I chose to purchase one such ZX Spectrum clone made by Zaxon (Piotr Bugaj), going by the name of ‘Just Speccy 128’ after seing his posts regarding it in various Sinclair Facebook groups. I hate the whole idea of the ZX Spectrum computer being reduced down to a plugin TV game (see ZX Spectrum Vega in its diminutive little ‘controller’ size case) and one of the main reasons I was drawn to this particular board, apart from it’s enhanced functionality, was because it had been designed to fit in an original 16/48K case or 48K+ (with some modification). I never minded the otherwise much-maligned rubber keyboard on my original Spectrum and had a spare unworking 48K as a case donor so this seemed ideal for me. At least this way it would still look and function like an original ZX Spectrum. The specs of the new board were exciting – SD Card slot, RGB output, AY sound with stereo output and Kempston compatible joystick port. (See below for specifications). I also had the choice of purchasing a cheaper unpopulated board from Piotr – that is, one without components, therefore leaving me to solder them all on. I can solder, but rather badly and I take way too much time over the smallest of things so I thought it best to plump for a fully populated board (minus ULA).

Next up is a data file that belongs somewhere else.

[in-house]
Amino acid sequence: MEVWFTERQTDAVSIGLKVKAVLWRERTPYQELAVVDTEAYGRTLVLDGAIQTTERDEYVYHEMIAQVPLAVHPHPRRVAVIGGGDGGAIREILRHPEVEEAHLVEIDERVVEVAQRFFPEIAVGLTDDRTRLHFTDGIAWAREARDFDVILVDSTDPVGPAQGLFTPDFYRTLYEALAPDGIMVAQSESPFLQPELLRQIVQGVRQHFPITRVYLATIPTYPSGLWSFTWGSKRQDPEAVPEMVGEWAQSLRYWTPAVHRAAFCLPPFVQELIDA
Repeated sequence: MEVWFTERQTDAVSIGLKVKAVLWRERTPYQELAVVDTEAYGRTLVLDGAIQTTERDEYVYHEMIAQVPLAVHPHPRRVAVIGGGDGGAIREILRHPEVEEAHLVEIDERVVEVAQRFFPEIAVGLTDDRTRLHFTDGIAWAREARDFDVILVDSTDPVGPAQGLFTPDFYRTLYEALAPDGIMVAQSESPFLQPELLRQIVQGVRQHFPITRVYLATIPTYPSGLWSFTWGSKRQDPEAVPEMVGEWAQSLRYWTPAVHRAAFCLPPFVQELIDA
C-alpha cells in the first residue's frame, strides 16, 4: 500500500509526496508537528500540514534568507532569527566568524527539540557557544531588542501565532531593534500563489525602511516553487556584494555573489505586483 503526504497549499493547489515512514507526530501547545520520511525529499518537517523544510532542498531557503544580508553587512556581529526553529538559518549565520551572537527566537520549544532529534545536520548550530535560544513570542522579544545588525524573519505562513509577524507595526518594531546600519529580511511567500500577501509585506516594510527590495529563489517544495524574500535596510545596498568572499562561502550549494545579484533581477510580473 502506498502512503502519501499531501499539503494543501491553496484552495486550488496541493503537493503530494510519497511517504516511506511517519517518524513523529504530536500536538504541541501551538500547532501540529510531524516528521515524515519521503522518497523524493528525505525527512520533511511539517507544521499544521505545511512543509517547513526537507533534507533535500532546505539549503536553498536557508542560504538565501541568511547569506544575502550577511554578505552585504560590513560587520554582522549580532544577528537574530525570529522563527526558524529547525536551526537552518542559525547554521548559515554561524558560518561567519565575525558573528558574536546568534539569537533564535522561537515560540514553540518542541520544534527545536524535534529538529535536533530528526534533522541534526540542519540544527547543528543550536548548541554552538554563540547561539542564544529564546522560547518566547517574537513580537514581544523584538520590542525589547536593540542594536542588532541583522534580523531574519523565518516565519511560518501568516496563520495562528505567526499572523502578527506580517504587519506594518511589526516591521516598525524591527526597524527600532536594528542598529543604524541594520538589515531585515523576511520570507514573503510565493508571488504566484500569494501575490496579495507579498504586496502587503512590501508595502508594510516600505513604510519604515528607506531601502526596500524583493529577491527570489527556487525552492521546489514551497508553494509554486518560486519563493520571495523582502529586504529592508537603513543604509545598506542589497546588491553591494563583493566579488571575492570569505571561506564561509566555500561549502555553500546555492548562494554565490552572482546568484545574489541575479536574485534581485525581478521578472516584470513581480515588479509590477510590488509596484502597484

Just Speccy 128 Specifications
Clone of Spectrum +128K
Designed to fit into a 16/48K or 48K+ Spectrum
DIVSD integrated on the board working with ESXDOS
RGB video output with MiniDIN 8pin connector
Integrated Kempston joystick interface
AY Stereo output
I did however want it to differ from the original aesthetically so decided it needed to be white, which as it turns out ended up being all the vogue amongst Just Speccy owners with many others doing exactly the same. The board itself came without a ULA, so I was able to choose a Spectrum ROM of my choice. I didn’t want to render any of my existing 128K Spectrums useless so I purchased a ROM from Dataserve Retro finally choosing a ULA from a Spectrum + 128K.